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GET INSPIRED With great ideas and tips for all types of trips: big city adventures, beach and sun, backpacking, camping, shopping and loads more! USE THE GUIDE What’s the real heart of Phuket? Where are New York’s best restaurants? The top beaches in the South of France? FIND THAT FLIGHT Find the best deals on flights, hotels and package holidays. Crosscheck every travel site – in one click!

As the eyes become accustomed to the ­darkness, the contours of the ship with its 2,000 iron nails, the sacrificed horses and, not least, the strikingly well-preserved ship’s ­anchor slowly emerge to full view. The burial mound over the ship has now been rebuilt and, when you enter, you step 1,100 years back in time. Around the year 925, a Viking king was buried here in his ship with horses, dogs and precious grave goods.

THE BOOK COVERS large and small attractions throughout D ­ enmark and gives directions to museums, ring fortresses, burial mounds, stone ships, rune stones, walking trails and vibrant Viking markets and ­settlements, where you can get close to the real meaning of “Viking”. A wide range of background articles, written by experts, give the Vikings their true and astonishing context – their history, society, art and culture, nature and geography. The guide is also richly illustrated with photos and maps.

From the book’s description of Ladby Viking Museum – Funen chapter

A TRAVEL GUIDE  VIKINGS IN DENMARK

ON TOUR WITH - THE INTERNET

A TRAVEL GUIDE

KEY FOR SYMBOLS IN ARTICLES

KEY FOR SYMBOLS ON MAPS TERRAIN Urban area Undeveloped area Pedestrian street Park Open land National park Cycling route Hiking trail Through road Historic building National border Regional border

VIKINGS IN DENMARK

TRANSPORTATION Airport Bus Ferry Freeway Metro Railway Road number Train E63 Waterway

SYMBOLS 1 Attraction 1 To attraction Bathing beaches/option Camping Castle Church Culture/nature attraction Hospital Hotel Information Monastery Parking Post office Ruin Tunnel Viewpoint Youth hostel

A Distance N Night life B Bathing beaches/options P Parking 0 Bank 9 Cash machine z Car hire/routes p Post office Hilltop/hilly terrain R Restaurant b Bus connections/-station r Equestrian/riding centre C Café s S-train c Camping D Scuba diving y Bike tours/hire Y Sail sports/ boat hire E Admission n Shopping F Holiday apartments > Page reference l Fishing Q Ski/winter sports a Flight connections/airport d Snorkelling f Ferry connections \ Tram connections G Golf j Swimming pool/spa bathing g Guided tour x Taxi H Disabled friendly facilities t Telephone h Hospital/emergency J Tennis/ball games treatment T Train connections/-station o Hotel/hostel O Tourist police i Touristinformation u Entertainment @ Internet café/internet access v Youth hostel q Calendar/event V Walking trail K Moped/motor bike hire = Water-ski k Culture/nature attraction w Website m Metro W Windsurfing/surfing M Mosque å Opening hours

s

U

politikensforlag.dk/rejser

Turen Går Til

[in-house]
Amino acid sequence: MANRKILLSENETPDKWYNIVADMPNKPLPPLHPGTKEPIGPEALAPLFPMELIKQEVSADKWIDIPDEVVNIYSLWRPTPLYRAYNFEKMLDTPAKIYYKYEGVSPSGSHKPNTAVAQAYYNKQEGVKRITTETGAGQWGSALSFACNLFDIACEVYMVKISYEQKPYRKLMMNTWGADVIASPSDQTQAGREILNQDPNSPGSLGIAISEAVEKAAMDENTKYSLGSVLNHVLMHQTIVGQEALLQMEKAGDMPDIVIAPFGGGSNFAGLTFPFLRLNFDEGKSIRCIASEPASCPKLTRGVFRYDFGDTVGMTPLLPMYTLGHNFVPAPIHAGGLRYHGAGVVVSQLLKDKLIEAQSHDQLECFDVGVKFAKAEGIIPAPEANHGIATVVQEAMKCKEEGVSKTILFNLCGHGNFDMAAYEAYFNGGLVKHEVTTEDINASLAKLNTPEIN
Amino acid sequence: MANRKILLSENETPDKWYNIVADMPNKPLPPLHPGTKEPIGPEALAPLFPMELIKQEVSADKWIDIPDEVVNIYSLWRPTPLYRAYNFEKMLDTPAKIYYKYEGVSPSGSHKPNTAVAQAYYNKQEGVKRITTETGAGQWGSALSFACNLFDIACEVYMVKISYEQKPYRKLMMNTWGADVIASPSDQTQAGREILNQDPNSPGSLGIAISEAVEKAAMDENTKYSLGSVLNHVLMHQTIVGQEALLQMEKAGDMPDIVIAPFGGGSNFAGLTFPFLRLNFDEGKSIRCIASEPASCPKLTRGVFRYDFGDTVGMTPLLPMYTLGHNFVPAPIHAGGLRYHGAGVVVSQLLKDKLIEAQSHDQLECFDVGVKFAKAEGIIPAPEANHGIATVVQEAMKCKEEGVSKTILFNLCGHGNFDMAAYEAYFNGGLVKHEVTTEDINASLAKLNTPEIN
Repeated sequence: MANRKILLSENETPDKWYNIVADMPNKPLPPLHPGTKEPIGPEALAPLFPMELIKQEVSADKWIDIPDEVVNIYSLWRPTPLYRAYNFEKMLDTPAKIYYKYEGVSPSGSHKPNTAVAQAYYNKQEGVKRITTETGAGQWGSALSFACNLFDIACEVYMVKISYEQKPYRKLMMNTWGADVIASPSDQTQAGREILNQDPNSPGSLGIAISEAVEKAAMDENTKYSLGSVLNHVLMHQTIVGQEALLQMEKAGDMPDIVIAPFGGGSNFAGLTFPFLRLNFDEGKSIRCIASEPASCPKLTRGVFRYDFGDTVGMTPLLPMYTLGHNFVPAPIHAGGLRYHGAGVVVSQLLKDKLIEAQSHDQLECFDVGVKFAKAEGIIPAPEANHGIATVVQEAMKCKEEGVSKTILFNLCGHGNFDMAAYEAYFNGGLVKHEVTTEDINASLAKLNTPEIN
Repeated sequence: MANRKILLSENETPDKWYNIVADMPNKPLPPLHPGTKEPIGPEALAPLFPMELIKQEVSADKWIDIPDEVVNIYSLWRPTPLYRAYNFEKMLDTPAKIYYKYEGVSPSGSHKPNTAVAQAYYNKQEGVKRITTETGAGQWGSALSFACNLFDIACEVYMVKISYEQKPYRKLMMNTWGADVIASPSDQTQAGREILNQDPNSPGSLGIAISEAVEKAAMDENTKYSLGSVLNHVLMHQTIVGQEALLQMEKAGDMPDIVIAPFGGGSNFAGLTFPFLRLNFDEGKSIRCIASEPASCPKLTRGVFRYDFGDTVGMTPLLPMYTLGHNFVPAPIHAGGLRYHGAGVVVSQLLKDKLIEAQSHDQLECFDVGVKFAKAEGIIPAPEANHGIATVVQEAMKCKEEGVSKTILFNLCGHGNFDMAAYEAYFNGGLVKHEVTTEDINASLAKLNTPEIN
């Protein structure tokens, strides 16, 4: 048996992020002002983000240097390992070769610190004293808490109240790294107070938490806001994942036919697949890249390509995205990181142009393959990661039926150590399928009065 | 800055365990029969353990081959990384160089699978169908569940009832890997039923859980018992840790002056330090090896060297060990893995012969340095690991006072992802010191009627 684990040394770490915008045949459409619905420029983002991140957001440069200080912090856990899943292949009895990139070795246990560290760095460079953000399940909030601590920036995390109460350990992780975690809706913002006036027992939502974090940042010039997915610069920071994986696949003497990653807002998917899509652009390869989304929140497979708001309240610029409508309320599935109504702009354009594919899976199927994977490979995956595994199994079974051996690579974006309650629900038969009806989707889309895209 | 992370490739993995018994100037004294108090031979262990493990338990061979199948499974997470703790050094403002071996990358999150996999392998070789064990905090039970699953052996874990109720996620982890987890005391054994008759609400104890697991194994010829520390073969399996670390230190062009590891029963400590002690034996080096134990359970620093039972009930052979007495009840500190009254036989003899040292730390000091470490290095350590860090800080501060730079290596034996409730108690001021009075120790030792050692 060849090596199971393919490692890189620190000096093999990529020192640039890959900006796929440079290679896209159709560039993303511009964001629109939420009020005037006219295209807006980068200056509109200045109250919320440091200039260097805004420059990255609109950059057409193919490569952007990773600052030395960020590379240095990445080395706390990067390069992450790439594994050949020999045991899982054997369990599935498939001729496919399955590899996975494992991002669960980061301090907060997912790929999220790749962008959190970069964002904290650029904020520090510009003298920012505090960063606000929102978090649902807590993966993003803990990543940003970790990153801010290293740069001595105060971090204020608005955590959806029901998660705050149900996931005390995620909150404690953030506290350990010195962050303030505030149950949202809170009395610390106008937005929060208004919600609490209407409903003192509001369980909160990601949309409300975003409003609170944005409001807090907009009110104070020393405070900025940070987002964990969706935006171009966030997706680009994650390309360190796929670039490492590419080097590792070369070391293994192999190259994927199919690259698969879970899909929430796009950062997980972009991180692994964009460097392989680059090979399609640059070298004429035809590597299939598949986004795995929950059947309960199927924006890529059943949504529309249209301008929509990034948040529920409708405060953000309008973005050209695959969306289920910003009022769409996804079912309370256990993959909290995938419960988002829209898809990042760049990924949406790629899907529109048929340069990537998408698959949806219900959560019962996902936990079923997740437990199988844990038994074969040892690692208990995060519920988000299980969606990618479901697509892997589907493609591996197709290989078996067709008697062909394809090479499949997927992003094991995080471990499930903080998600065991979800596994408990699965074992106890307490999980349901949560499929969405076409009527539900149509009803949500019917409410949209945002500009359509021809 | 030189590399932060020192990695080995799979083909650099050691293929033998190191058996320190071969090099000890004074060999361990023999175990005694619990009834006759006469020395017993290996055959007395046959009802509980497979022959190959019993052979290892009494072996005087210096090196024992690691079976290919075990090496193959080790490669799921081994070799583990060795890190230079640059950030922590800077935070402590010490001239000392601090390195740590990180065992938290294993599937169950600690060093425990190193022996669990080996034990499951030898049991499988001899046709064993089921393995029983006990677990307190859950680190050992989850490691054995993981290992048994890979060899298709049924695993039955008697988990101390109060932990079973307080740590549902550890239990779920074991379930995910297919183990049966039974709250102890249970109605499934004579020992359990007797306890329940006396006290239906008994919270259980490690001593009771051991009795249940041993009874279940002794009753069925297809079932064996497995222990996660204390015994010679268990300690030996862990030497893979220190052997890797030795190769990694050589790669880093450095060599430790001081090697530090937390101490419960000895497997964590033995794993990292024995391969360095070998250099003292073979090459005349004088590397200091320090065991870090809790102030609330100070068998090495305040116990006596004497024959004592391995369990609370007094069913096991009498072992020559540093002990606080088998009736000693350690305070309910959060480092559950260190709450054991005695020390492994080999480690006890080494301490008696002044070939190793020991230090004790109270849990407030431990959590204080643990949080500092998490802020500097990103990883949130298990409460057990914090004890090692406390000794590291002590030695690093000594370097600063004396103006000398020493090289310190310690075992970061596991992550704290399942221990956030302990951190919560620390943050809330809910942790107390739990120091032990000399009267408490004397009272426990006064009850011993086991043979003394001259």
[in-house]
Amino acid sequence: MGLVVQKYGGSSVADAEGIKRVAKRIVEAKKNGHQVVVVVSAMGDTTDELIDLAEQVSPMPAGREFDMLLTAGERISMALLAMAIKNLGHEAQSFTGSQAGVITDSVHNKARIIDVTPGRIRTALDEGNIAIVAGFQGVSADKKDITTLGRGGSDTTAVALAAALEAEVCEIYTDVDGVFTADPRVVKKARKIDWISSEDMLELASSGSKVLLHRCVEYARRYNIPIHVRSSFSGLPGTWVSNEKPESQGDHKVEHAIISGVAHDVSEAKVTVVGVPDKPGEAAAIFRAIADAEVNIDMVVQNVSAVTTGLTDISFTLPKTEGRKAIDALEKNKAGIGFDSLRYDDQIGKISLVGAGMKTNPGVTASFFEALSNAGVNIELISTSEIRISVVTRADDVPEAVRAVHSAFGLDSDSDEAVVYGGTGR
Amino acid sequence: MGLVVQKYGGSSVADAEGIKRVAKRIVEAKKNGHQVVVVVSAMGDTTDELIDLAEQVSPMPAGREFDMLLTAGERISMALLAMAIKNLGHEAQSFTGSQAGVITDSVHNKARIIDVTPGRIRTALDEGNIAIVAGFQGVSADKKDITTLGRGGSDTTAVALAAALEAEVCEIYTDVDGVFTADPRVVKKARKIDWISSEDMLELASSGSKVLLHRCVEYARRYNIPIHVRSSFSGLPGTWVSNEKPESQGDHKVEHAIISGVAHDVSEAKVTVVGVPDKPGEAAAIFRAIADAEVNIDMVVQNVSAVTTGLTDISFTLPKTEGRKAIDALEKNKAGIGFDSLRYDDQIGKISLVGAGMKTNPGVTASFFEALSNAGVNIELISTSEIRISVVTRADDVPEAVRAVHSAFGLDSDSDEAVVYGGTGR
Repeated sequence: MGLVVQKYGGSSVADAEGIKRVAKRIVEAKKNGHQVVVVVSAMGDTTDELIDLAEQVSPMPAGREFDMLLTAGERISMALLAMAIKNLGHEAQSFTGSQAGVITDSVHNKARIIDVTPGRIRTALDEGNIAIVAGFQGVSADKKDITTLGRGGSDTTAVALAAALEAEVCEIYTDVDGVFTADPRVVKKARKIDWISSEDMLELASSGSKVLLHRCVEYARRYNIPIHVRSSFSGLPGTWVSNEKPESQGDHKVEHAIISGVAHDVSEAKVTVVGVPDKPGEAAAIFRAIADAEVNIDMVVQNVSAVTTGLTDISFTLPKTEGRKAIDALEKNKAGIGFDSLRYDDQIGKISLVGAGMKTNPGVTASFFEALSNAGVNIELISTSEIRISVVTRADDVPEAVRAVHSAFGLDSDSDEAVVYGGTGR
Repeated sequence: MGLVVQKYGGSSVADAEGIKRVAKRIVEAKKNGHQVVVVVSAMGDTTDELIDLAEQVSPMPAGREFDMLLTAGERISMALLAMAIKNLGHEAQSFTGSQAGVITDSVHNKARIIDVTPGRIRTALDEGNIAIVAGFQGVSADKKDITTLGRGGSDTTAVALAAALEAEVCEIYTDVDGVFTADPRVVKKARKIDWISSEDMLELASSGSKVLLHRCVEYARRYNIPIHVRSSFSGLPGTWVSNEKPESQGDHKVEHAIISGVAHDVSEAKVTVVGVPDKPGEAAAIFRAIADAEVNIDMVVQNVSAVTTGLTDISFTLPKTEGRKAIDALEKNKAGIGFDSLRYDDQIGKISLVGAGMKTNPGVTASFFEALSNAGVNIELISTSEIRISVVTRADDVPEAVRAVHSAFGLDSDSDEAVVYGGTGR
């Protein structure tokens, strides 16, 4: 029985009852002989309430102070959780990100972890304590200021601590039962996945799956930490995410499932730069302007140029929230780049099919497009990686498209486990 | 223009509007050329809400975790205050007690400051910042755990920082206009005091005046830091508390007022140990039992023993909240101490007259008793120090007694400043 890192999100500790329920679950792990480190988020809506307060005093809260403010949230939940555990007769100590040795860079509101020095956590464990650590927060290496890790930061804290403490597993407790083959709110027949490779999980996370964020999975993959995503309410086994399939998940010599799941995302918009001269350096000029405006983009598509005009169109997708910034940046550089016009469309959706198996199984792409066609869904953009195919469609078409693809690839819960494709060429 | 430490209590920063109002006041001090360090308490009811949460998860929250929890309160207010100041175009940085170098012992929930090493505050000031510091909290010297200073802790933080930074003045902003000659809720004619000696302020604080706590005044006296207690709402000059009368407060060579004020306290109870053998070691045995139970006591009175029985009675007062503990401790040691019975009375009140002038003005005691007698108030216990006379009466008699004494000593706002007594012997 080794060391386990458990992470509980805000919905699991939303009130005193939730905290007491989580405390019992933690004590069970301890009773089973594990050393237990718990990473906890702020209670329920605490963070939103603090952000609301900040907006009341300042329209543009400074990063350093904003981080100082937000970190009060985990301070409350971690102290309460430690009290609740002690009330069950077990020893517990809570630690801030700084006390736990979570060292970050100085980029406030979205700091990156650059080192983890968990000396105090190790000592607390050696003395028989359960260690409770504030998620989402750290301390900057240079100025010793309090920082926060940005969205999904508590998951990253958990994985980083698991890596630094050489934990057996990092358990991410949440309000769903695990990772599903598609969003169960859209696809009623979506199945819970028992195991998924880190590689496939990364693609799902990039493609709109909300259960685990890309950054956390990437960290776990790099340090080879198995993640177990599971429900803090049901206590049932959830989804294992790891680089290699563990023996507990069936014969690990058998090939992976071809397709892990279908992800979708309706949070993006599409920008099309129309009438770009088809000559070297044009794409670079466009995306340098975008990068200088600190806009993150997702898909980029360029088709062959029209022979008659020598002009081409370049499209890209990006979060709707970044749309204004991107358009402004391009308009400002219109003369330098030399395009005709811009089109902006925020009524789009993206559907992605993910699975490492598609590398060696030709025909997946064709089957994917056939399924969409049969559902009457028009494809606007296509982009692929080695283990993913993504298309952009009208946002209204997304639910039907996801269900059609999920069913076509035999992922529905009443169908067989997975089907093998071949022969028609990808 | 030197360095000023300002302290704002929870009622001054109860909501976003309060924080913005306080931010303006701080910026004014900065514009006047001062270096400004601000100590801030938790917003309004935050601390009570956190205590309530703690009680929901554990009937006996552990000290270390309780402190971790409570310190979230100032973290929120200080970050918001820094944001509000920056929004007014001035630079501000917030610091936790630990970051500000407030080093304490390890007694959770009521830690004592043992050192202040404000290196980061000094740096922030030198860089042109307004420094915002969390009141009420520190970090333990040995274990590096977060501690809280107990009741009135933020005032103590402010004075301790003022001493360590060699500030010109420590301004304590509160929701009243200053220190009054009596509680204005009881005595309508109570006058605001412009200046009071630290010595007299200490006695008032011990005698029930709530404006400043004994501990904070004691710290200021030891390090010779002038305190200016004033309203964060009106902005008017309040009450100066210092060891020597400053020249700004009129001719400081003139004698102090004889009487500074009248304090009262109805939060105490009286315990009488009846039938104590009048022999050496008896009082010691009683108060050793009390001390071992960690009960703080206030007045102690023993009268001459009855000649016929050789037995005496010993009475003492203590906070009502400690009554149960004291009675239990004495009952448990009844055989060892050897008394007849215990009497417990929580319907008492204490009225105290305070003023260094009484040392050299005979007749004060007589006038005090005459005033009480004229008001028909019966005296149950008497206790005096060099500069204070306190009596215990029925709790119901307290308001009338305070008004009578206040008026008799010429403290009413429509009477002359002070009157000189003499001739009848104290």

ISBN 978-87-400-4759-2

PolForlag

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Politikensforlag

politikensforlag.dk/rejser

Turen Går Til

PolForlag

Politikensforlag

16/05/18 14:04


10 mm

GET INSPIRED With great ideas and tips for all types of trips: big city adventures, beach and sun, backpacking, camping, shopping and loads more! USE THE GUIDE What’s the real heart of Phuket? Where are New York’s best restaurants? The top beaches in the South of France? FIND THAT FLIGHT Find the best deals on flights, hotels and package holidays. Crosscheck every travel site – in one click!

As the eyes become accustomed to the ­darkness, the contours of the ship with its 2,000 iron nails, the sacrificed horses and, not least, the strikingly well-preserved ship’s ­anchor slowly emerge to full view. The burial mound over the ship has now been rebuilt and, when you enter, you step 1,100 years back in time. Around the year 925, a Viking king was buried here in his ship with horses, dogs and precious grave goods.

THE BOOK COVERS large and small attractions throughout D ­ enmark and gives directions to museums, ring fortresses, burial mounds, stone ships, rune stones, walking trails and vibrant Viking markets and ­settlements, where you can get close to the real meaning of “Viking”. A wide range of background articles, written by experts, give the Vikings their true and astonishing context – their history, society, art and culture, nature and geography. The guide is also richly illustrated with photos and maps.

From the book’s description of Ladby Viking Museum – Funen chapter

A TRAVEL GUIDE  VIKINGS IN DENMARK

ON TOUR WITH - THE INTERNET

A TRAVEL GUIDE

KEY FOR SYMBOLS IN ARTICLES

KEY FOR SYMBOLS ON MAPS TERRAIN Urban area Undeveloped area Pedestrian street Park Open land National park Cycling route Hiking trail Through road Historic building National border Regional border

VIKINGS IN DENMARK

TRANSPORTATION Airport Bus Ferry Freeway Metro Railway Road number Train E63 Waterway

SYMBOLS 1 Attraction 1 To attraction Bathing beaches/option Camping Castle Church Culture/nature attraction Hospital Hotel Information Monastery Parking Post office Ruin Tunnel Viewpoint Youth hostel

A Distance N Night life B Bathing beaches/options P Parking 0 Bank 9 Cash machine z Car hire/routes p Post office Hilltop/hilly terrain R Restaurant b Bus connections/-station r Equestrian/riding centre C Café s S-train c Camping D Scuba diving y Bike tours/hire Y Sail sports/ boat hire E Admission n Shopping F Holiday apartments > Page reference l Fishing Q Ski/winter sports a Flight connections/airport d Snorkelling f Ferry connections \ Tram connections G Golf j Swimming pool/spa bathing g Guided tour x Taxi H Disabled friendly facilities t Telephone h Hospital/emergency J Tennis/ball games treatment T Train connections/-station o Hotel/hostel O Tourist police i Touristinformation u Entertainment @ Internet café/internet access v Youth hostel q Calendar/event V Walking trail K Moped/motor bike hire = Water-ski k Culture/nature attraction w Website m Metro W Windsurfing/surfing M Mosque å Opening hours